The Lost World / Затерянный мир
Артур Конан Дойл

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“Shall I not?” He was slowly approaching in a menacing way, “I have thrown several of journalists out of the house. You will be the fourth or fifth. Why should you not follow them?”

I could have rushed for the hall door, but it would have been too disgraceful. Besides, a little glow of righteous anger was springing up within me.

“Keep your hands off, sir. I’ll not stand it.[20 - I’ll not stand it! – Я этого не потерплю!]”

“Dear me!” he cried smiling.

“Don’t be such a fool, Professor!” I cried. “What can you hope for? I’m not the man…”

It was at that moment that he attacked me. It was lucky that I had opened the door, or we should have gone through it. We did a Catharine-wheel[21 - to do a Catharine-wheel – перекувырнуться «колесом»] together down the passage. My mouth was full of his beard, our arms were locked, our bodies intertwined. The watchful Austin had thrown open the hall door. We went down the front steps and rolled apart into the gutter. He sprang to his feet, waving his fists.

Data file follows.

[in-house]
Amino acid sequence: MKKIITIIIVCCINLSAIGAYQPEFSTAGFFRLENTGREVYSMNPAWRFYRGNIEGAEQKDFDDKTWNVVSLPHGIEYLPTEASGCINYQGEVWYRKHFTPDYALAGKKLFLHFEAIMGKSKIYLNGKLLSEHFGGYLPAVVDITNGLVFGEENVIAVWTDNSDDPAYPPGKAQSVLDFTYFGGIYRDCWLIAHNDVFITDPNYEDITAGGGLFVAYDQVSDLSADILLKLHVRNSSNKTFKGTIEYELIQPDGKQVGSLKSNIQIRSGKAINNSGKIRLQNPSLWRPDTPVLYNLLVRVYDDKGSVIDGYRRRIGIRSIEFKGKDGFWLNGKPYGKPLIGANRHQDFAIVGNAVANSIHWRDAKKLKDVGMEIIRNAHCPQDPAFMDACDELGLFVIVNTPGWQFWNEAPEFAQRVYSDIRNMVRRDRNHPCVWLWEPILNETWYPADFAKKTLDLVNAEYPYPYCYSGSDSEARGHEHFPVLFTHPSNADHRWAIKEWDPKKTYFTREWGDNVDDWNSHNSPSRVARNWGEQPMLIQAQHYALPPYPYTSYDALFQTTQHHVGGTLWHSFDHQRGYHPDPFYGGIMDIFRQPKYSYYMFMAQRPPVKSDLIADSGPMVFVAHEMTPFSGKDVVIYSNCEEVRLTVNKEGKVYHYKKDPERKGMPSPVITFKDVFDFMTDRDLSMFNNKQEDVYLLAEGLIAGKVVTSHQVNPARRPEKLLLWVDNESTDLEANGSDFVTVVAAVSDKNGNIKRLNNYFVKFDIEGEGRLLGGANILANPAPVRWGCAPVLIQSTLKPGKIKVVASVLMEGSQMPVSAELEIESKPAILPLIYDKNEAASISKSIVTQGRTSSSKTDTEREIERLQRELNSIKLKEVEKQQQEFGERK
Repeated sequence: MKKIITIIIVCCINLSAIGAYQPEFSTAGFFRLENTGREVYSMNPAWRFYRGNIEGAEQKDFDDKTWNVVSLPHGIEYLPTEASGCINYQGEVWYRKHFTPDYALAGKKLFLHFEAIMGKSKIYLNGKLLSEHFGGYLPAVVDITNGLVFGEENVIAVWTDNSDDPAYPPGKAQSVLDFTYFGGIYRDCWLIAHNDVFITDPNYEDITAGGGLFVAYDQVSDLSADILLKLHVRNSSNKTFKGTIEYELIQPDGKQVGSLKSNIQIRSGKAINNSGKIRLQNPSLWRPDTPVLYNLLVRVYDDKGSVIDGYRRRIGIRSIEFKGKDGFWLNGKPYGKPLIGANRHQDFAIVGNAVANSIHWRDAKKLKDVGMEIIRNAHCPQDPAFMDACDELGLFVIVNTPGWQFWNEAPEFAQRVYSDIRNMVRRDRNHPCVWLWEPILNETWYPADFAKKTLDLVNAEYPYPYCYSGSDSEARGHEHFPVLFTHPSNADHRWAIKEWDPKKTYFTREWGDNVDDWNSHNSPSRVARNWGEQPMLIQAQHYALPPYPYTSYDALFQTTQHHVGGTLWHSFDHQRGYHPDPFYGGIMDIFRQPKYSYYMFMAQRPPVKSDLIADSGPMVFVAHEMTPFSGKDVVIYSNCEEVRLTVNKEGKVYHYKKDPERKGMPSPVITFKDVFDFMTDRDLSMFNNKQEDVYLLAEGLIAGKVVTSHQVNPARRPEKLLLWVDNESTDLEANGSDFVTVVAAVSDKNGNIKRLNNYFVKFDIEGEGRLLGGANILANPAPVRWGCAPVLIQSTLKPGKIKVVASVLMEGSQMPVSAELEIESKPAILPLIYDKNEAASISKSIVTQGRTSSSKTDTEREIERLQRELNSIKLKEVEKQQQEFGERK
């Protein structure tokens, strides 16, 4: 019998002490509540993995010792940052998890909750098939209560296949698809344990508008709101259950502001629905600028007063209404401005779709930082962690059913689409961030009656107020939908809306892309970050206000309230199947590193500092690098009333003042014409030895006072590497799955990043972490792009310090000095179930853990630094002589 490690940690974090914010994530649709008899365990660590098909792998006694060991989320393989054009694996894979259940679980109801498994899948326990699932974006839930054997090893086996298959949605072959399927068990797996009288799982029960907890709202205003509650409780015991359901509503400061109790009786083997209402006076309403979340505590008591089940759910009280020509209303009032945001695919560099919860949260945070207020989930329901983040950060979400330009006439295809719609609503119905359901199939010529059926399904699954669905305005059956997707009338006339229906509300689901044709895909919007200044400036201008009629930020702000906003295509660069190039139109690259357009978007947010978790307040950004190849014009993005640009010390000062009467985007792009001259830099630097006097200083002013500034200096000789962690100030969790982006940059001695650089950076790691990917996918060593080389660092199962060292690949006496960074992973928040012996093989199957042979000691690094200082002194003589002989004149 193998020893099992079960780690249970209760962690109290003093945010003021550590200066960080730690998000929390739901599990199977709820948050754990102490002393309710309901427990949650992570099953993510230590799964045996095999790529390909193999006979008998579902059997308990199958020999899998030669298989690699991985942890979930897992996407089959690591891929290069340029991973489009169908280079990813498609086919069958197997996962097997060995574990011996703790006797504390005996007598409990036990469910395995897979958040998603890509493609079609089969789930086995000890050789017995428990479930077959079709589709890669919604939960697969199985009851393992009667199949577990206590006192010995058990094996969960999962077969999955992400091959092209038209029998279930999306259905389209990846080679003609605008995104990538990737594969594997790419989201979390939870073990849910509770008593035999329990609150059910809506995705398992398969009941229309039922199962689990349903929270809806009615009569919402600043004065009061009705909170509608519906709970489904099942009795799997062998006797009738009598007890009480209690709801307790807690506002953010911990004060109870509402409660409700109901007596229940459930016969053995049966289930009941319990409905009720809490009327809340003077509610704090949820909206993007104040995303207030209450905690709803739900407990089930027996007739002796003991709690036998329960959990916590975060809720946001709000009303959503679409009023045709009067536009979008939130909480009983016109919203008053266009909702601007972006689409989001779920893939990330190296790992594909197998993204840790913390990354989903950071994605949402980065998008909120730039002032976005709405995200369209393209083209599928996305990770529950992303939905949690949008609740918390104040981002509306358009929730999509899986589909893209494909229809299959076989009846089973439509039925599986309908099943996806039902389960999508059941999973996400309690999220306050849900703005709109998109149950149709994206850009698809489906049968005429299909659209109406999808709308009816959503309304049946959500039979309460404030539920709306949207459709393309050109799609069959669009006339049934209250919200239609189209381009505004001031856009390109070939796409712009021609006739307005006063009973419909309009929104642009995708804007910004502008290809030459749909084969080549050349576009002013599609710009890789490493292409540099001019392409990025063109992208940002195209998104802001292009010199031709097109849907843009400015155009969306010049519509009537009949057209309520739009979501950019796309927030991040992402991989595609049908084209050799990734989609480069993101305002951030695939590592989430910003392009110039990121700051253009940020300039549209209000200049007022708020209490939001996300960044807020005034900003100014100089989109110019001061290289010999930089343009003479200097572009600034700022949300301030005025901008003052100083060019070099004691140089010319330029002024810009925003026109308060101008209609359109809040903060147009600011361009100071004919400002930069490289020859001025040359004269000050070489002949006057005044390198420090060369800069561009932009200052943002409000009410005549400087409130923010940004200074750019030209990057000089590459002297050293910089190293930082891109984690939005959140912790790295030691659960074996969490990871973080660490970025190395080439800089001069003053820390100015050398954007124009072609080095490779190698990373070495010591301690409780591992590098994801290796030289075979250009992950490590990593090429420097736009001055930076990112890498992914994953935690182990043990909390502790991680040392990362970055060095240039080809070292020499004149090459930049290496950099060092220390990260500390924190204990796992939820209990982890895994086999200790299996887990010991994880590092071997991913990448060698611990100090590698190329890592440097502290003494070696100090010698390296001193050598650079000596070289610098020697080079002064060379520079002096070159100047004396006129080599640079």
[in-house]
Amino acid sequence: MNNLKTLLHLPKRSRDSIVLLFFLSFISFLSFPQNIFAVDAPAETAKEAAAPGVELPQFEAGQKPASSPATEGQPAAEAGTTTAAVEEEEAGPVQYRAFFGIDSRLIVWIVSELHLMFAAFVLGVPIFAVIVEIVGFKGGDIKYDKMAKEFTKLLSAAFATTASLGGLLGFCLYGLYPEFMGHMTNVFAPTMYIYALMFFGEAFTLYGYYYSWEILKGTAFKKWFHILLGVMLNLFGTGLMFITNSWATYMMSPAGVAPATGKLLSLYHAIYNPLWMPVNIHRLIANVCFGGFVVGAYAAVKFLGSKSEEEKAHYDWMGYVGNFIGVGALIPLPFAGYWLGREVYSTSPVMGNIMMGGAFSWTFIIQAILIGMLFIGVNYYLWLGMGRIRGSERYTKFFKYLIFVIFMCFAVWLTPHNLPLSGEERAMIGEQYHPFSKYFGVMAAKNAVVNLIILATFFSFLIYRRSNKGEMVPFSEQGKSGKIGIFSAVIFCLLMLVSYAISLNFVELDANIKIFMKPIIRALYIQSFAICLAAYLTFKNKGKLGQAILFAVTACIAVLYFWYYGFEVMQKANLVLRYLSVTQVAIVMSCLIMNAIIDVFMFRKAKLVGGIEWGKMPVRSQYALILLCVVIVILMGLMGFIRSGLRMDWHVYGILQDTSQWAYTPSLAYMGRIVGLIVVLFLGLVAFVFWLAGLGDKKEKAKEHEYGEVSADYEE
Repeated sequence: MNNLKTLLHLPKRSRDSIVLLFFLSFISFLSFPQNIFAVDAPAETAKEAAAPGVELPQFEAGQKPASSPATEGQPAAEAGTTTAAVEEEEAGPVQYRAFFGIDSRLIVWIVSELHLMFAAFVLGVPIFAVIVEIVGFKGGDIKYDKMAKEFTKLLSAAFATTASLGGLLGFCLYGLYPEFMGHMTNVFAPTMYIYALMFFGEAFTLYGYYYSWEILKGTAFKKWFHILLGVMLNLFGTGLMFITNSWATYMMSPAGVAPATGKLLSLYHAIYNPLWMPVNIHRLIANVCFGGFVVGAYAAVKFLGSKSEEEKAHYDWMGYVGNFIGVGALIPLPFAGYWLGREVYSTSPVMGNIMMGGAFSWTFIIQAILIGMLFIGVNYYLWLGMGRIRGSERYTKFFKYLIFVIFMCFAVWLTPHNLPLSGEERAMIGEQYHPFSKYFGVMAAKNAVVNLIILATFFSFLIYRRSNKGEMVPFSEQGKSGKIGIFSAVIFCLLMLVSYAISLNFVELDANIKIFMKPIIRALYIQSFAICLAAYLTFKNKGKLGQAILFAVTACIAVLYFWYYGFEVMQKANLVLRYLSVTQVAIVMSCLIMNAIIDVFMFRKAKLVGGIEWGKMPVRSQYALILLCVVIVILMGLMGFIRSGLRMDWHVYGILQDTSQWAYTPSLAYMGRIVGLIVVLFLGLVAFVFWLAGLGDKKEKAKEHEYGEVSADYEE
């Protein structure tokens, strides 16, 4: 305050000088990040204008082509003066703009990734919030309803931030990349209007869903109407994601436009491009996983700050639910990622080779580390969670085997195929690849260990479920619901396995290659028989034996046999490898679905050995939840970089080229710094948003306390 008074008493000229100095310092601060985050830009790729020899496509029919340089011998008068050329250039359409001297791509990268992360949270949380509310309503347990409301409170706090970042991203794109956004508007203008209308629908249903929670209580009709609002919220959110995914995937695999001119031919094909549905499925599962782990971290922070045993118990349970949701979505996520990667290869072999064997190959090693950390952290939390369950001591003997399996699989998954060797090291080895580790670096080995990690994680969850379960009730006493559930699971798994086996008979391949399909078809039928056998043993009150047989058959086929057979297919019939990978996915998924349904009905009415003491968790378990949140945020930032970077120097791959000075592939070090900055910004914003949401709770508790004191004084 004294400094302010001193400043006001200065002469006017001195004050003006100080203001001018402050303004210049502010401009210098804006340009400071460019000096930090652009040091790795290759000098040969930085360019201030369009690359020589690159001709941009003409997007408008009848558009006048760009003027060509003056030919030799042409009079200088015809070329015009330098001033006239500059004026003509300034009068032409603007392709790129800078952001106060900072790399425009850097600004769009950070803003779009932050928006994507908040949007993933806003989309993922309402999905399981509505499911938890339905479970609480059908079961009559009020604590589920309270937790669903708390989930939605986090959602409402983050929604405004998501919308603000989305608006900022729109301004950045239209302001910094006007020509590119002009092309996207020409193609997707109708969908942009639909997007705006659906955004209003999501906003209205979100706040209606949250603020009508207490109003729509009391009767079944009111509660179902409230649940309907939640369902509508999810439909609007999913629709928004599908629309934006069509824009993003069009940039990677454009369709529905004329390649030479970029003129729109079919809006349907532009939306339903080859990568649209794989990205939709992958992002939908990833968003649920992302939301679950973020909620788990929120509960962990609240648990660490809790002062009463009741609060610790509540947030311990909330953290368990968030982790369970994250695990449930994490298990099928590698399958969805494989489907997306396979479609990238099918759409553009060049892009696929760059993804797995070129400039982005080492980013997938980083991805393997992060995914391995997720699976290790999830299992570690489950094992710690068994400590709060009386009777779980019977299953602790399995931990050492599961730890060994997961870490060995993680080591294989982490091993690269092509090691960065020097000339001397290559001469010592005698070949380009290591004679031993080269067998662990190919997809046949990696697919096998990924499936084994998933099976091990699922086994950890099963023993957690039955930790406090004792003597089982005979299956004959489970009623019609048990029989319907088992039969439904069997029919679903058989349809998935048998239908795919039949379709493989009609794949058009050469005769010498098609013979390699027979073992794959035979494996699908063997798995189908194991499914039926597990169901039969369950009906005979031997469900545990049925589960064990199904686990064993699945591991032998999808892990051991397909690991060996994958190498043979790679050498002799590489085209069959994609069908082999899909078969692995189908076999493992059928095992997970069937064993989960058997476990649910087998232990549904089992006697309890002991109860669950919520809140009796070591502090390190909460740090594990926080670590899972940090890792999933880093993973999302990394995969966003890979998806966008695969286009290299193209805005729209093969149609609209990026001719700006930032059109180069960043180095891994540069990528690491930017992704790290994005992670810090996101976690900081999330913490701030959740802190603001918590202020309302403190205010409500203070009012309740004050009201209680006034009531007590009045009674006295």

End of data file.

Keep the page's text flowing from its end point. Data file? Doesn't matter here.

“Had enough?” he panted.

“You infernal bully!” I cried, as I gathered myself together.

At that moment a policeman appeared beside us, his notebook in his hand.

“What’s all this? You ought to be ashamed” said the policeman. “Well,” he insisted, turning to me, “what is it, then?”

“This man attacked me,” I said.

“Did you attack him?” asked the policeman.

The Professor breathed hard and said nothing.

“It’s not the first time, either,” said the policeman, severely. “You were in trouble last month for the same thing. Do you give him in charge,[22 - Do you give him in charge? – Вы предъявляете ему обвинение?] sir?”

I softened.

“No,” said I, “I do not. It was my fault. He gave me fair warning.”

The policeman closed his notebook.

“Don’t let us have any more such goings-on,” he said and left.

The Professor looked at me, and there was something humorous in his eyes.

“Come in!” said he. “I’ve not done with you yet.”

I followed him into the house. The man-servant, Austin, closed the door behind us.

Chapter 4

It’s Just The Very Biggest Thing In The World